/S’porean man, Andy Wong Ming Jun, 28, slams govt for KTV Covid-19 cluster, now facing 11 charges related to sharing leaked sexual materials of women on Telegram – Mothership.SG – News from Singapore, Asia and around the world

S’porean man, Andy Wong Ming Jun, 28, slams govt for KTV Covid-19 cluster, now facing 11 charges related to sharing leaked sexual materials of women on Telegram – Mothership.SG – News from Singapore, Asia and around the world

A Singaporean man who proudly shared a year ago in June 2020 that he graduated from a university in the United Kingdom to become a blue collar prime mover driver in Singapore, has just been charged in court on July 28, 2021 for possessing and transmitting on Telegram obscene materials of women that were possibly leaked and without their consent.

How bananas is this story?

This completely bananas story has been made even more bananas as the accused, Andy Wong Ming Jun, 28, wrote a piece published in Nikkei Asia five days before his court appearance — of all things — slamming the Singapore government for its handling of the Covid-19 cluster linked to KTVs.

Here is a blow-by-blow account of what went down and how we got here.

The case before the court

Wong currently faces 11 charges in total, which is the highest number of charges out of four men hauled to court on July 28, related to allegedly running an obscene Telegram chat group.

The four men are aged 28 to 46.

Wong’s charge sheet included five charges of possessing obscene videos under the Films Act, and six charges of storing more than 1,600 obscene pictures in his electronic devices.

He had in his possession more than 2,300 videos in a Lenovo laptop, two thumb drives, a Sony Xperia XZ2 Compact mobile phone and a Secure Digital memory card.

Wong allegedly advertised the sale of obscene material, while the other three were administrators.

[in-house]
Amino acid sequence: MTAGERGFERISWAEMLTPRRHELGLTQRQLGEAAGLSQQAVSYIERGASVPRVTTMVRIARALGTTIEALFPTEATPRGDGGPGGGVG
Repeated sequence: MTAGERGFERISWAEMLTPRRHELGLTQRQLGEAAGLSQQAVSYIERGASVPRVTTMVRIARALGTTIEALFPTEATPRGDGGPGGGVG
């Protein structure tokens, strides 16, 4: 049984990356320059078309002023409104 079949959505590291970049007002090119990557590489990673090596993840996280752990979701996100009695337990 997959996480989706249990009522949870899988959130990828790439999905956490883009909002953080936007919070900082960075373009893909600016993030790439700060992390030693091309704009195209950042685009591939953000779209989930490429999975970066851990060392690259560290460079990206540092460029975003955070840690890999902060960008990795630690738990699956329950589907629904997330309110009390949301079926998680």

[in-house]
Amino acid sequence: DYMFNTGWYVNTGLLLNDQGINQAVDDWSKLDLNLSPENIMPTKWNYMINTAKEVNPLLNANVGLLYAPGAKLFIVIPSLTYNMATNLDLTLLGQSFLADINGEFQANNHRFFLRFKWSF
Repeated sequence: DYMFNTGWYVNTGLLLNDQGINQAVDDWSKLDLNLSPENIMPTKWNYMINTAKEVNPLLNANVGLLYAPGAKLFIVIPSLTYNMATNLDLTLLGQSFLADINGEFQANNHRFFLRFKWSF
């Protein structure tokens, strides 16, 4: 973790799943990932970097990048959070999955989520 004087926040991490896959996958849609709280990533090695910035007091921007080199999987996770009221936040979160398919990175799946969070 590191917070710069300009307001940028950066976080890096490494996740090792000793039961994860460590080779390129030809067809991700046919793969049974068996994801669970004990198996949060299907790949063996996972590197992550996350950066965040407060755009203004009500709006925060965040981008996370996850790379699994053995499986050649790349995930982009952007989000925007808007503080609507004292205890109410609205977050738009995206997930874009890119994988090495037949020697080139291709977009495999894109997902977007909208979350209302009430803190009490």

The police said that the Telegram group, “Sam’s lots of CB Collection”, contained leaked sexual videos and images of women, and these included nude photos, photos of women dressed scantily or in compromising positions, and these were believed to have been circulated on the platform without consent.

When did the police first act on this case?

The police had received a report against the Telegram group on Oct. 24, 2019.

Four men were arrested in November 2019.

When did Wong go public with his prime mover driver stint?

Wong penned an article published on June 14, 2020 about how he became a prime mover driver.

It was well-received at that time as readers found it humbling.

Wong wrote that he graduated from the University of Hull in 2017 with an honours degree in politics and history.

Besides working full-time as a prime mover driver, he advertised himself at that time as a freelance defence and current affairs writer.

This would mean his act of self-promotion was about seven months after he was arrested by the police for his alleged involvement in the obscene Telegram group.

What was one revelation in his piece that is instructive on hindsight?

Wong wrote that he became a prime mover driver after just one interview and worked for a PSA Singapore subcontractor.

He also wrote: “I found the job in April through the government job portal, MyCareersFuture.”

This would mean he got the driving job less than half a year after he was arrested by the Singapore police and had a pending case against him.

It appeared he was hired by May 1, 2020 for the prime mover driver job.

It would also mean he was openly profiling himself and his career development after his arrest and with the police still investigating him then.

It could also mean that he failed to land other jobs then not by choice but by circumstance.